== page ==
HONOLULU (HawaiiNewsNow) - Perhaps the whole thing comes down to honor. The city gave its word when it picked Ansaldo Honolulu Joint Venture and despite pressure the interim executive director isn't breaking his promise.
The Honolulu rail board heard testimony from residents and received a new letter from the city council urging a delay in signing the transit's core systems contract. This as Ansaldo Honolulu's parent company Finmeccanica announced a billion dollar loss last quarter and plans to sell off more than a billion dollars in assets. It's also partially owned by the Italian government which is facing default.
"The truth of the matter is that's the parent company. We're not having the contract with the parent company. We're going to have the contract with Ansaldo Honolulu Joint Venture," said Toru Hamayasu, Honolulu Authority for Rapid Transportation Interim Executive Director.
Still the financial concerns appear to be picking up speed.
"I guess what I'm trying to say is I think we should be a little more precautionary in terms of how we execute and when we execute and I would feel a lot more comfortable if we had more guarantees if you ask me," said Bobby Bunda, HART Board Member who is also an insurance executive. "To me right now in light of what's happening I think we should have more than the standard basic things in terms of guarantees."
Sumitomo Corporation, which is one of the two companies that lost out on the contract, says the only way for everyone with the city to sleep well is to cover the entire risk, to have Ansaldo put its money where its mouth is.
"The time for questions has come and gone. The city needs to ask for a 100 percent guarantee. The $360 million bond is insufficient. HART needs to require Finmeccanica and Ansaldo to put up the difference in an escrow account regardless of whether the company is sold. That is not an unusual industry request," said Gino Antoniello, Sumitomo Corporation Vice President.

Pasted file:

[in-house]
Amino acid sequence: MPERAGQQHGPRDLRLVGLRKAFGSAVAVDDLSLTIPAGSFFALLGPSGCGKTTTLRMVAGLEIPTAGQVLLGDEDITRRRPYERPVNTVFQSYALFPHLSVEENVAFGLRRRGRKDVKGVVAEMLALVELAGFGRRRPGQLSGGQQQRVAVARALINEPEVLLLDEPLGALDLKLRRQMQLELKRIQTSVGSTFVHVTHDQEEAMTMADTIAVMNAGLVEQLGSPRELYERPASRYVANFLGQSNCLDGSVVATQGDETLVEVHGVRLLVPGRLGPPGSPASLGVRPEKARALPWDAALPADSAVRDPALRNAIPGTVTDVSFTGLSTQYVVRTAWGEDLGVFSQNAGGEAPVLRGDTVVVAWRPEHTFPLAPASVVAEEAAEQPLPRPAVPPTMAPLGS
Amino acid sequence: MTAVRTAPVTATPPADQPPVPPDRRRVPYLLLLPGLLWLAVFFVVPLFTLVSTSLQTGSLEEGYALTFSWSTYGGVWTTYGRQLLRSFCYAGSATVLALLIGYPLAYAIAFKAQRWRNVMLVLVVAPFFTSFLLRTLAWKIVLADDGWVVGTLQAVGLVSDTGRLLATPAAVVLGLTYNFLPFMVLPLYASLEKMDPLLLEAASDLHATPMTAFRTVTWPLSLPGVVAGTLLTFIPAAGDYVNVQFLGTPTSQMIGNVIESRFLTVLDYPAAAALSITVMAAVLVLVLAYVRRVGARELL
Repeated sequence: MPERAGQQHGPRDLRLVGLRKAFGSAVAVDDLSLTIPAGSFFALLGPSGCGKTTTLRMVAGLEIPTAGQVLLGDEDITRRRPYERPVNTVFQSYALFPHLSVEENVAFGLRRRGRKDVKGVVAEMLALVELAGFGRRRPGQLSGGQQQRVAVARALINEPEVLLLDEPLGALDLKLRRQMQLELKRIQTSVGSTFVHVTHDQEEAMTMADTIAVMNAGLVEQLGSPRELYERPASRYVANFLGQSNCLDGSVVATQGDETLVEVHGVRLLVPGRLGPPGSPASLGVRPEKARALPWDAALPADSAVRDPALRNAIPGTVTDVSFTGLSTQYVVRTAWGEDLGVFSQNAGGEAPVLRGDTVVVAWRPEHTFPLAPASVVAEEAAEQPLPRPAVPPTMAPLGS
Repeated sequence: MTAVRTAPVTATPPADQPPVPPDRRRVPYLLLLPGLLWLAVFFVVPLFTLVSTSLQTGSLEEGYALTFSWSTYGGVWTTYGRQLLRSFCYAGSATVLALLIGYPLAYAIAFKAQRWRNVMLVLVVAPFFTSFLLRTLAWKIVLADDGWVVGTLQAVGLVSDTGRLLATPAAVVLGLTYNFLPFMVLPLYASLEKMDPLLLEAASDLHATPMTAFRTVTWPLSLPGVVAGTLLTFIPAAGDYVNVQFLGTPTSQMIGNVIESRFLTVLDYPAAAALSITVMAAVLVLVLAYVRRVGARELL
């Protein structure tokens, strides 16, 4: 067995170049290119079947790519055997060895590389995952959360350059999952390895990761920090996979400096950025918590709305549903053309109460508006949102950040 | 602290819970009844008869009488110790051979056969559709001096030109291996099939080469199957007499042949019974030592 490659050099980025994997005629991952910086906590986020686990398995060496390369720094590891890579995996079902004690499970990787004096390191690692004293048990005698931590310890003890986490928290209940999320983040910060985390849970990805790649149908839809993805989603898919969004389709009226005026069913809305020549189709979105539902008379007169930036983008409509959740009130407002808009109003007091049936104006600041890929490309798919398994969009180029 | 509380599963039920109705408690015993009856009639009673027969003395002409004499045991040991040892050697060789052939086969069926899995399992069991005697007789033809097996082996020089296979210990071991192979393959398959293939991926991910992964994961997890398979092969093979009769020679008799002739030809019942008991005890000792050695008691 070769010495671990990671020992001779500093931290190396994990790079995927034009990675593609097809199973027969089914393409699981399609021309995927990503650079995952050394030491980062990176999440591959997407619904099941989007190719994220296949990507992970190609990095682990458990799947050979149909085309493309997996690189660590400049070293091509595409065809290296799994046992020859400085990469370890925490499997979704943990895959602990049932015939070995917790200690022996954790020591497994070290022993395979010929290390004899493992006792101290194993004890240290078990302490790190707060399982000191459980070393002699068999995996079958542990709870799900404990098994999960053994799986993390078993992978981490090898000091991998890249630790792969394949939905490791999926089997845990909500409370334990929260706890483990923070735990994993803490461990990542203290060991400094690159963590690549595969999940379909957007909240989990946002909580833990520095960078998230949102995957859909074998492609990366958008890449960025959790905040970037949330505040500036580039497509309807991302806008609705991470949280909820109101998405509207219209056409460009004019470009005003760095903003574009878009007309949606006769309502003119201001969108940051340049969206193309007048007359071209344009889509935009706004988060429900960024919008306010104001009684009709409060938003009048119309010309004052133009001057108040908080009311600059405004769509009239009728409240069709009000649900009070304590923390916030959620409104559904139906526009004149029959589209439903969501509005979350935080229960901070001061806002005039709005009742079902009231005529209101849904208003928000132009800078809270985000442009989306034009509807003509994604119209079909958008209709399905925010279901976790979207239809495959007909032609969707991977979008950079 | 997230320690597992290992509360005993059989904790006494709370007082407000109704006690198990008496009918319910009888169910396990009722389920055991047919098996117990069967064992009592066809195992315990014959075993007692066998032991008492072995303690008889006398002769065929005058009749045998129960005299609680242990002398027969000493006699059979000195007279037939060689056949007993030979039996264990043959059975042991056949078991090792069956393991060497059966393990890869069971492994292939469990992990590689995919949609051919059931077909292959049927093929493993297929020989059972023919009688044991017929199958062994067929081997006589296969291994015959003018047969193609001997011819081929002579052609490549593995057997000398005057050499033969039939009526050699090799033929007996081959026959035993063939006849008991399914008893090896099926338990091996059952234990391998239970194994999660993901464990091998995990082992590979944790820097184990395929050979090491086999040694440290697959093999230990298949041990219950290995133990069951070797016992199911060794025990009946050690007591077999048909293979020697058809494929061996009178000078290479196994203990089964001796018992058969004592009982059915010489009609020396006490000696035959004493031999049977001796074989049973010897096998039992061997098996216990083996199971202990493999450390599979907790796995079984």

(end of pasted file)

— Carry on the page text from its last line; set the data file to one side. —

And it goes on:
The HART board did hear from city councilmember Breene Harimoto, who said the board has done due diligence and is against any delays with the contract.
"If we have any delays in this project, my personal belief is that it will be the end of rail. Any delay will be fatal. The train has left the station so to speak," said Harimoto.
So why is the city sticking with Ansaldo?
"I'm not a supporter of Ansaldo. I am a supporter of the process where we reached Ansaldo as the provider of the best value," said Hamayasu.
"And you still believe they are the best company to go with?"
"It's not the best company, our evaluation shows that they are the company that provides the best value to the city," responded Hamayasu.
Ansaldo executives wrote an editorial in the Star Advertiser today giving its word it is the best for the job. And really there is nothing keeping the city from signing the contract except its word in return.
"There is a certain, I guess obligation, trust thing that we've come this far so we're supposed to do our best to do the contract, but no we're not required in any way to execute the contract," said Hamayasu.
Hamayasu says the city will do a new financial check with the recent earnings report. The board will meet again next Friday November 25, which is the last day to sign the contract. If they don't find any problems they'll sign the contract that day.